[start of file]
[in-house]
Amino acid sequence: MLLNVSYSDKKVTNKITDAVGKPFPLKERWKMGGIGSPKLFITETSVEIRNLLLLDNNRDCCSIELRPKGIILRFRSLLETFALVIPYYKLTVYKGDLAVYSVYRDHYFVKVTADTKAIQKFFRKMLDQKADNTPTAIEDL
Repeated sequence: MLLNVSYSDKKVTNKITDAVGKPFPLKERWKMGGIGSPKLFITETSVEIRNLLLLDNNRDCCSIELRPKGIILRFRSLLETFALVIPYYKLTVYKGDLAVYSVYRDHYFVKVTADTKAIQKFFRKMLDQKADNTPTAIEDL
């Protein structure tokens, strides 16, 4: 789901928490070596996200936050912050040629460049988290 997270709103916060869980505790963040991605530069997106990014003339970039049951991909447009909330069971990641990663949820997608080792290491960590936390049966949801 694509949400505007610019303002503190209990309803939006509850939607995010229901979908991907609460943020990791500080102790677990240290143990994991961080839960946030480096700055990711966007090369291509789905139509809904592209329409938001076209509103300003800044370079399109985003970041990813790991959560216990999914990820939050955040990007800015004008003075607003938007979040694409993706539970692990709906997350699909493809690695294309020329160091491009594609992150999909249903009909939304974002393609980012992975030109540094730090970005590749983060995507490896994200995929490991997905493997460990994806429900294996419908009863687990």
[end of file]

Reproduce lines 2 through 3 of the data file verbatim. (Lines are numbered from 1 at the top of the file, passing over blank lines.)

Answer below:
Amino acid sequence: MLLNVSYSDKKVTNKITDAVGKPFPLKERWKMGGIGSPKLFITETSVEIRNLLLLDNNRDCCSIELRPKGIILRFRSLLETFALVIPYYKLTVYKGDLAVYSVYRDHYFVKVTADTKAIQKFFRKMLDQKADNTPTAIEDL
Repeated sequence: MLLNVSYSDKKVTNKITDAVGKPFPLKERWKMGGIGSPKLFITETSVEIRNLLLLDNNRDCCSIELRPKGIILRFRSLLETFALVIPYYKLTVYKGDLAVYSVYRDHYFVKVTADTKAIQKFFRKMLDQKADNTPTAIEDL